How our brains are changing our workplaces without us even realising

Behavioural expert, Richard Daniel Curtis, CEO of The Mentoring School, explains why unconscious bias could be changing our workplaces without us even realising.

In the news over the past few days there has been a story in the news about an individual employee in Google posting an anti-diversity memo and the strong reaction (both ways) that this has caused. The author of the memo is purported to be a male software engineer arguing that it is not sexist that there is a lack of women in senior tech jobs, but that it is down to biological differences.

For me, this highlighted the huge problem facing us, that of Unconscious Bias.

I have no doubt that that the author has rationalised his argument very well, but that it began with an original thought pattern or belief that is working on a subliminal level – that men and women have different brains or different abilities and this poses a real risk to the modern workplace.

Let me explain how the brain tries to be helpful when it comes to decisions – it wants to reduce the pressure on your conscious mind and so makes short-cuts to what it thinks are easy decisions.  An example would be, someone asks you what you want to drink when you are out, most of the time you have an automatic answer that comes out without thinking about it (but not all of the time).  This is a simplistic schema our brain has developed to short-cut the decision-making process.

It will be based on your own experience, the values of those who brought you up (in fact, there are many inter-generational Unconscious Biases out there), your environment, the beliefs and culture of those around you to name but a few.  These factors have combined to make your brain have the certain belief of the decision you will make about something, so therefore the brain doesn’t consult you, it makes the decision.

When looking through job applications, for example, you may avoid those applicants with similar names or backgrounds to a problem member of staff, you may pass over someone (without even realising) just based on their age, gender, religion, name (or other factors) – all at a subliminal level.  Conversely, you may end up selecting a particular candidate for exactly the same reasons.  The former is known as a negative bias, the latter an affinity bias, both are operating at a level that the person is not conscious of.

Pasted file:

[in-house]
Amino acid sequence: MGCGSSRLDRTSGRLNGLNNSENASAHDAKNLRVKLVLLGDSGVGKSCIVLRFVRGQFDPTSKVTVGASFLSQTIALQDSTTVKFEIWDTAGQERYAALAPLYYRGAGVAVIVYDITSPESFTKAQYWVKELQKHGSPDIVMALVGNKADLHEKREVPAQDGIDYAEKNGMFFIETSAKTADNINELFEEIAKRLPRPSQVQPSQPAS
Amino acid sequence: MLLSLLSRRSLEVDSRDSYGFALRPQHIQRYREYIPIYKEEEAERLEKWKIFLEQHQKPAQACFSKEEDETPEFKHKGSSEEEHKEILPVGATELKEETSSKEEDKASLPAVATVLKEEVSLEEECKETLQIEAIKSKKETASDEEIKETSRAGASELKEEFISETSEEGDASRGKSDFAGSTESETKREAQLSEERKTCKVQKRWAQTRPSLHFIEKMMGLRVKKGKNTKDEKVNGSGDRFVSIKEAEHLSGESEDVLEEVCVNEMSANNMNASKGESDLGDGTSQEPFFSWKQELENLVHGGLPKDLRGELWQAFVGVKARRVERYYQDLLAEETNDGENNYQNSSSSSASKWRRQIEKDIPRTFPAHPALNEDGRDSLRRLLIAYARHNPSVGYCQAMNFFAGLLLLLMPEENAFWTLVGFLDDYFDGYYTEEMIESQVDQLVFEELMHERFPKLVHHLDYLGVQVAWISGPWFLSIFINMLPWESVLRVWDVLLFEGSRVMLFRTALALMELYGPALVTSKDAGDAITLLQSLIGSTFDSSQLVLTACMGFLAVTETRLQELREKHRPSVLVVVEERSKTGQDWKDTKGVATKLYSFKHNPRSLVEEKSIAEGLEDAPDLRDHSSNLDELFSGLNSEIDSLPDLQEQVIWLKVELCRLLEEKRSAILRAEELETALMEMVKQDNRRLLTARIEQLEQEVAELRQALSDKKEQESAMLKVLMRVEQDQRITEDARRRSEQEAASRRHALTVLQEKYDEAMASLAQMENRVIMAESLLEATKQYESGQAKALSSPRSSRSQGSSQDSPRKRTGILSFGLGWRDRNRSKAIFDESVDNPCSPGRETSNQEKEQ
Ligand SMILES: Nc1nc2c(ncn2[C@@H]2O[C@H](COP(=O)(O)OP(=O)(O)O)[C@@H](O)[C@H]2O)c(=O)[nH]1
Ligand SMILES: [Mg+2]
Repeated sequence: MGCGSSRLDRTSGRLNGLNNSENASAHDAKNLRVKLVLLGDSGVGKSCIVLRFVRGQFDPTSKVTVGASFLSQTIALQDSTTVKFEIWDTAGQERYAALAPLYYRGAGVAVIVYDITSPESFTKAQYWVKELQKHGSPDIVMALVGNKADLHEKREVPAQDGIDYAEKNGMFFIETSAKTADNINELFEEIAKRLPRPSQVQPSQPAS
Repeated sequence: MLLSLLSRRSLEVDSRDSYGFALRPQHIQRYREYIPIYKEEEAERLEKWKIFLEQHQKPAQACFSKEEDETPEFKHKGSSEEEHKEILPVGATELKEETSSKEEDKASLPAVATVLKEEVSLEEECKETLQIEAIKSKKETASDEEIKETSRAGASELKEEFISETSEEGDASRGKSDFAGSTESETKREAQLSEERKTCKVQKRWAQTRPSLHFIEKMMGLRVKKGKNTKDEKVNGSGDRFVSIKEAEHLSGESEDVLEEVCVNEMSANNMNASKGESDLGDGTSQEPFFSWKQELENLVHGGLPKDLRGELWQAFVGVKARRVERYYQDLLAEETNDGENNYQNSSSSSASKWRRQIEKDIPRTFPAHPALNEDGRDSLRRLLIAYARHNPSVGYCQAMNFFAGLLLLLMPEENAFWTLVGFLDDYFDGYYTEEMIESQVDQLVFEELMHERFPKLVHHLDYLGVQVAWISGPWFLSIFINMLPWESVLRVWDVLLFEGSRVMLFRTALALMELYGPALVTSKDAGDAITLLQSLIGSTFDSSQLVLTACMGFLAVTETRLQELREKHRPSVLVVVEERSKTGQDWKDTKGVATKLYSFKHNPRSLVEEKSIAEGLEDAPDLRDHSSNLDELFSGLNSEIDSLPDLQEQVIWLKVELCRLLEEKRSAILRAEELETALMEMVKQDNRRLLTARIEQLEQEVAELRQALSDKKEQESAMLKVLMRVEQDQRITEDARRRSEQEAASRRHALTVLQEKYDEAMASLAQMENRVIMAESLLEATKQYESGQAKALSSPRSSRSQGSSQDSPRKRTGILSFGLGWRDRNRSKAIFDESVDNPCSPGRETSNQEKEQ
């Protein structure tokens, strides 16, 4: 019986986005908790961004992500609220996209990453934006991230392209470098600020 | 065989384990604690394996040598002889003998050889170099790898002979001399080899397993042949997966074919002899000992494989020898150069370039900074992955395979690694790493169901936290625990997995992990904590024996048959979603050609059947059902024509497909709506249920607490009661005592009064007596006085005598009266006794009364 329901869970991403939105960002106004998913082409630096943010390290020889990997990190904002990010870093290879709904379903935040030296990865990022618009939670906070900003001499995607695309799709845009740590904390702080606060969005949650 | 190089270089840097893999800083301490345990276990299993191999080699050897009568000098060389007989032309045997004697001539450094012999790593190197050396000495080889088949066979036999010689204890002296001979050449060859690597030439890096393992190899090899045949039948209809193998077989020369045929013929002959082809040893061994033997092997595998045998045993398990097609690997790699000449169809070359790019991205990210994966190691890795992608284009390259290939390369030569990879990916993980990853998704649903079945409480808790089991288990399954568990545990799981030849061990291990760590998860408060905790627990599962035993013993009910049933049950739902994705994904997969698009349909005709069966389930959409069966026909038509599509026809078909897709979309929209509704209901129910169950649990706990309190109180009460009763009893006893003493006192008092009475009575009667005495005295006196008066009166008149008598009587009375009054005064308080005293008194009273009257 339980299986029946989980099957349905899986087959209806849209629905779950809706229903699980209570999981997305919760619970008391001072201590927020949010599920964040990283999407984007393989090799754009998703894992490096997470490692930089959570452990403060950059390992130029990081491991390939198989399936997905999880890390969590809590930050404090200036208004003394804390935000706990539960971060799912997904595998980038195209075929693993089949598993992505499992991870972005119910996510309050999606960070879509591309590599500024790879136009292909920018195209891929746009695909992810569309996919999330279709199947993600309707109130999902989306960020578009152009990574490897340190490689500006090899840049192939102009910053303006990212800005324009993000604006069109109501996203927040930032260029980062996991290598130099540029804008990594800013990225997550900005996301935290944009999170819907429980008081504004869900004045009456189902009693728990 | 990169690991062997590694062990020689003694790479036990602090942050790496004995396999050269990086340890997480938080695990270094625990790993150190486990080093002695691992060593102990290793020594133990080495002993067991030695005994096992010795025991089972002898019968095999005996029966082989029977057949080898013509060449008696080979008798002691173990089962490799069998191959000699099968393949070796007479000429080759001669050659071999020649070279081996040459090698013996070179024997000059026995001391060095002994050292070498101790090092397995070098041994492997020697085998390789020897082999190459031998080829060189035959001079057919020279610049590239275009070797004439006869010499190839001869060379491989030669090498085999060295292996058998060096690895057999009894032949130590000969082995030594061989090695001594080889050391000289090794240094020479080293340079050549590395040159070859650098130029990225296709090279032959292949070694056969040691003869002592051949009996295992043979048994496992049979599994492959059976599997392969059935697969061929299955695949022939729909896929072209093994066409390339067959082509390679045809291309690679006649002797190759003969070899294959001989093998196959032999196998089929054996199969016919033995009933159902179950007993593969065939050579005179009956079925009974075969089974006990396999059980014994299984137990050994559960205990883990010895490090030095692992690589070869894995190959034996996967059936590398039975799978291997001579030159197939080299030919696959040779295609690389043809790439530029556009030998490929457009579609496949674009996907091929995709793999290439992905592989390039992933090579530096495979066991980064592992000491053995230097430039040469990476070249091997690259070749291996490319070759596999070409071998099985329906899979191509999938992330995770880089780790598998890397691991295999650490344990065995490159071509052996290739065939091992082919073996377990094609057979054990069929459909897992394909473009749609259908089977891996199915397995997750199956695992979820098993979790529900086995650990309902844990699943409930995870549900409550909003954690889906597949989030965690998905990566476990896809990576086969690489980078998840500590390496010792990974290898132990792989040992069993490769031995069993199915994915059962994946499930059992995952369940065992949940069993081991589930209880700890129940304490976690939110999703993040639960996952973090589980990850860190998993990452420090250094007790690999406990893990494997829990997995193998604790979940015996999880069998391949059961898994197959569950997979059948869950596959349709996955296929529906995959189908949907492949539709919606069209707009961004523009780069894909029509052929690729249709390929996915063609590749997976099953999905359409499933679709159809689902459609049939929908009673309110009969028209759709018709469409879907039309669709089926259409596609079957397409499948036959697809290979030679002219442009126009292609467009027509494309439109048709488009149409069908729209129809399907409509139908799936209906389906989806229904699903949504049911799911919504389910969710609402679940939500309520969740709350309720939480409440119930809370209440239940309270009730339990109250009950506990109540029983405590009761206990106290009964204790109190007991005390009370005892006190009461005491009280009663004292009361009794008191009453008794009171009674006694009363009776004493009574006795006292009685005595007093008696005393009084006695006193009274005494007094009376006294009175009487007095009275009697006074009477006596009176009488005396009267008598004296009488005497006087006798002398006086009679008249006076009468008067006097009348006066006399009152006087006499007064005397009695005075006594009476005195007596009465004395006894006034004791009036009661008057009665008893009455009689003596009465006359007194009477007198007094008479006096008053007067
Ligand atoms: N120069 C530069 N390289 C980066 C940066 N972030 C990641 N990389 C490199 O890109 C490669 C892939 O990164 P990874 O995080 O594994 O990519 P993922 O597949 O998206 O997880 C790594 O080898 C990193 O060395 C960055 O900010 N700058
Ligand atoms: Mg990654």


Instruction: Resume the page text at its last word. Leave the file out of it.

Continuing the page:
With the challenges of modern diversity (gender, age, religion, ethnic origin, special needs to name a few), Unconscious Bias is posing a real threat to the 21st Century workplace, affecting not only recruitment, but management decision-making, communication and pay to name but a few.

Most weeks there is one report or another covering a diversity issue, the example by Google being just one.  Many are being affected by the subliminal thoughts of those involved.  For example, until it was analysed extensively in the press, did the BBC consider the ethnic origin or gender of its most well-paid presenters?

One strategy that many have employed is Unconscious Bias training.  My team at The Mentoring School offer online, one-day and weekend courses in identifying and understanding Unconscious Bias.

What we have found is that not only is it important to help people identify their biases in the first place, it is important to embed an ethos that embraces conversation about what can be uncomfortable issues to discuss.  Senior management need to be involved in training to recognise their own needs, in addition to the general workforce.

Training is just the start of addressing your own Unconscious Bias, the main thing is that with that learning a support package is put in place to ensure there is ongoing support to ensure that the unconscious becomes conscious.

Needless to say, this is not an issue that will be cured overnight, there are many cultural factors that need to be considered at all levels of organisations, training being only part of the solution.

 

About the author

Richard Daniel Curtis is an author and a reknowned behavioural expert, having widely appeared on TV and leading online publications.  He founded The Mentoring School in 2016, and the company’s multi-award winning training service offers courses for mentoring young people, refugees, apprentices, business leaders and entrepreneurs.  The company can also assist in setting up workplace mentoring schemes.

Author: Editorial Team

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